NADP Field Organizer Hits the Road

Carla says, “meet me for coffee!” Many of you were introduced to NADP’s new Field Organizer, Carla Stromberg, in a previous update. Now that she has settled into her work here in Lincoln, she is heading out on a week-long road trip to meet some of our supporters in western Nebraska. She has planned stops in Harrison, Alliance, Sidney, and Grand Island. Carla is already excited about the people she will be connecting with on her trip. “In Harrison and Crawford, I’ll be meeting with Father Berger, and in Sidney with Father Faesser, my mom’s parish priest, in connection with the work of the Nebraska Catholic Conference. The Conference has a long history of social action against capital punishme

Innocence Must Matter

US Supreme Court agrees to hear case requesting DNA tests On Monday, May 24, the US Supreme Court agreed to hear the case of Hank Skinner, a death row inmate from Texas. Skinner, who came within minutes of being executed in March, has long been requesting that Texas perform a DNA test that he claims will show his innocence. This case will offer an opportunity for the Court to expand access to DNA testing and, possibly more importantly, to again address the issue of actual innocence in death penalty cases. In another case where a defendant, Troy Davis, has long claimed to be innocent of the crime for which he is facing death, Supreme Court Justice Antonin Scalia claimed that the highest court

Death Row Special Fund

It started with an appeal for typewriters from the men on death row. The machines had to be very specific, prison-approved typewriters, so NADP established a special fund to collect money to buy a few typewriters. Then money was needed for typewriter ribbons. Later we established a fund for a subscription to the Omaha World Herald. The subscription is in one man’s name, but it is shared with everyone on the row. Many visitors to the men have noted that the typewriters, ink supplies, and newspapers are greatly appreciated by the prisoners. They make extensive use of their typewriters for correspondence, legal appeals, and even writing poetry. When the subscription to the newspaper expires, it

A Picture is Worth a Thousand Words

While we know how much you love reading our updates, we thought it might be nice to share something with you that is a little easier on the eyes. Below is a cartoon we thought you might enjoy! Ignorance was blitz – Apr 11, 2010 (Originally appeared in the Lincoln Journal Star) Used with permission. For more cartoons by Neal Obermeyer, please visit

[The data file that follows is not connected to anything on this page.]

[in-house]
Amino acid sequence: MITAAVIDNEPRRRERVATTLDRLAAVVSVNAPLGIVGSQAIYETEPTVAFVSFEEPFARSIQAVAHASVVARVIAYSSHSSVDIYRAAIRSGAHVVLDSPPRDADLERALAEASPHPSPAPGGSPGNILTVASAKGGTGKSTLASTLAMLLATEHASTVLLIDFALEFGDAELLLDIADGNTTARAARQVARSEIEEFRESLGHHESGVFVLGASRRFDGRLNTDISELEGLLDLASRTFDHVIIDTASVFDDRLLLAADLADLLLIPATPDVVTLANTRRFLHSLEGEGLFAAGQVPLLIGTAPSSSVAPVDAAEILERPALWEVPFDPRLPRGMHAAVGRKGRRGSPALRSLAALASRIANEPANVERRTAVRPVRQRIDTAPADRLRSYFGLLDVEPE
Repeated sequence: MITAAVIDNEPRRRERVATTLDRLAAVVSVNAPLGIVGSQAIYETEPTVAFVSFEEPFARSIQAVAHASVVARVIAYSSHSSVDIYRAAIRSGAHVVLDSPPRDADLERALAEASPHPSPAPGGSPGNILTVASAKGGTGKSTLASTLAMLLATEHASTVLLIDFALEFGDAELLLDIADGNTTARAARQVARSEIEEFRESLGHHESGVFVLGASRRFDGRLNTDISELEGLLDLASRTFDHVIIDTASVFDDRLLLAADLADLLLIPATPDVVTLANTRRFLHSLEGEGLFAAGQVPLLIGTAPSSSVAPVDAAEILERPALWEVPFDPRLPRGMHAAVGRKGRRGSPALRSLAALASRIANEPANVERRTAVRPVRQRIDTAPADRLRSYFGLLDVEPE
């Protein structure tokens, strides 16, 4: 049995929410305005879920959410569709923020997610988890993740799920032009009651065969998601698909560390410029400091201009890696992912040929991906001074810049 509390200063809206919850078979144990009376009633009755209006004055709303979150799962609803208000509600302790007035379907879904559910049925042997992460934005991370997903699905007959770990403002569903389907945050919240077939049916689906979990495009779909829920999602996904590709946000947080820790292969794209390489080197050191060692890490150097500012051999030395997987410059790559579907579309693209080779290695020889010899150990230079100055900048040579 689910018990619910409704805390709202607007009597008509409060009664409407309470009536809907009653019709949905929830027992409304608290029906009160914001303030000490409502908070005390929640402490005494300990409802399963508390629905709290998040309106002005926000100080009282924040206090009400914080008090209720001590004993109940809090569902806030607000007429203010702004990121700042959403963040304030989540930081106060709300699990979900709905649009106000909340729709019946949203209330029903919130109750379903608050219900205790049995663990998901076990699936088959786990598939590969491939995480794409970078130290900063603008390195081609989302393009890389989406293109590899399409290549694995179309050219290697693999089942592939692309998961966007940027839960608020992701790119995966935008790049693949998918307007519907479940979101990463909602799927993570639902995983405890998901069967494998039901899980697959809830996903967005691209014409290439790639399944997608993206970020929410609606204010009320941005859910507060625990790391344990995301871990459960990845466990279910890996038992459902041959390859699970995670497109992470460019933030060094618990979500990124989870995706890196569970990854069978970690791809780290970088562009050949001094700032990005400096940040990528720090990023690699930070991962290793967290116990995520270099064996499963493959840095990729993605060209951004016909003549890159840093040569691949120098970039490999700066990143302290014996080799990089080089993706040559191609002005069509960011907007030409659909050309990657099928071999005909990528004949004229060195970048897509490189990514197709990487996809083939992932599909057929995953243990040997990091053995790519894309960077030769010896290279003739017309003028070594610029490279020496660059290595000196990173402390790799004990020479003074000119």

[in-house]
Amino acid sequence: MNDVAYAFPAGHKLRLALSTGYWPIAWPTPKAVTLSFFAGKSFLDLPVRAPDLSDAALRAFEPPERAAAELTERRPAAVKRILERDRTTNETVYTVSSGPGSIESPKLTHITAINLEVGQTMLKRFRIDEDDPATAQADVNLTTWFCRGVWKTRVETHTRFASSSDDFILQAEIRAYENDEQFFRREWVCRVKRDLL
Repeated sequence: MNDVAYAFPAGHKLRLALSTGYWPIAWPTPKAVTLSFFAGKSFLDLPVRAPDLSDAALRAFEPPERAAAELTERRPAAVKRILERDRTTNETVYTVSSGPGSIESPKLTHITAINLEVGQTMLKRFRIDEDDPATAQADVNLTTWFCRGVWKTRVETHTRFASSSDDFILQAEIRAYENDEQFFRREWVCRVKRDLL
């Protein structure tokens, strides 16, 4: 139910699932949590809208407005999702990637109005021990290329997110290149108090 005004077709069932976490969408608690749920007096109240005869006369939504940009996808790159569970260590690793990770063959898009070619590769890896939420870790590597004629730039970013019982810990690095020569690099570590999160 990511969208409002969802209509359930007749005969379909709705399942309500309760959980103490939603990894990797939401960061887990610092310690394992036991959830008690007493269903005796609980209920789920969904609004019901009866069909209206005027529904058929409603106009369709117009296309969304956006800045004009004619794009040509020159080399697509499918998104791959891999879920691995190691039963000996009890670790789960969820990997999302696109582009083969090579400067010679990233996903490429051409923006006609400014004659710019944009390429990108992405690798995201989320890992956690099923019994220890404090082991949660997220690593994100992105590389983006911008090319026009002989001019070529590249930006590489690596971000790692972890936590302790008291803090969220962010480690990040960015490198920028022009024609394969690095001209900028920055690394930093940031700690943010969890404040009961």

New Science to Right Old Wrongs

Amy Miller’s report from the 2010 Innocence Network Conference in Atlanta, GA Mid month, I attended the Innocence Network conference in Atlanta, Georgia. This is a gathering of attorneys, investigators, and activists who work to free innocent people from prison. At one point, I was seated in a room with 82 men and women who had all been wrongfully convicted. Some had been on death row. Others, like the “Beatrice 6” here at home, had been sentenced to a term of years after being threatened with execution. There were 5 women. There was almost a 50/50 split between black and white. Some had been convicted on faulty eyewitness testimony, some on junk science, and some on honest mistakes by law e

Identifying Crime Victim Support Services in Nebraska

NADP joined in recognizing Nation Crime Victims’ Rights Week As many of you may know, Nebraskans for Alternatives to the Death Penalty joined with the many organizations and individuals who observed National Crime Victims’ Rights Week (NCVRW) from April 18 to 24, 2010. As a part of that week we called on you, our supporters, to help us in identifying the various service programs that are available to the family members of homicide victims here in Nebraska. We want to thank everyone who participated with us! As we travel around the state talking with people about the death penalty, we often come into contact with individuals who have lost a loved one to homicide. We recognize the unique and u

By Chair or Needle, Executions Have Cost

April 16, 2010 | By Robert Nelson Several weeks ago, I got a call from Win Barber, an official with the Nebraska Department of Corrections, who said he was updating a list he had from a few years ago. It was the list of public witnesses for Nebraska’s next execution. “Are you still willing to be a witness?” he asked. I paused. Stuttered a bit. In my head, answers flew by: “Yes,” “No,” “Hell, no,” “I have a dentist’s appointment that day,” “I probably should,” “I can’t handle it,” “Maybe,” “Go away,” “Who names their kid ‘Win’?” “Yes, I’ll do it,” I finally answered. “I should see it if my state does it.” That also had been my thought nearly three years ago, when I agreed to witness the elect


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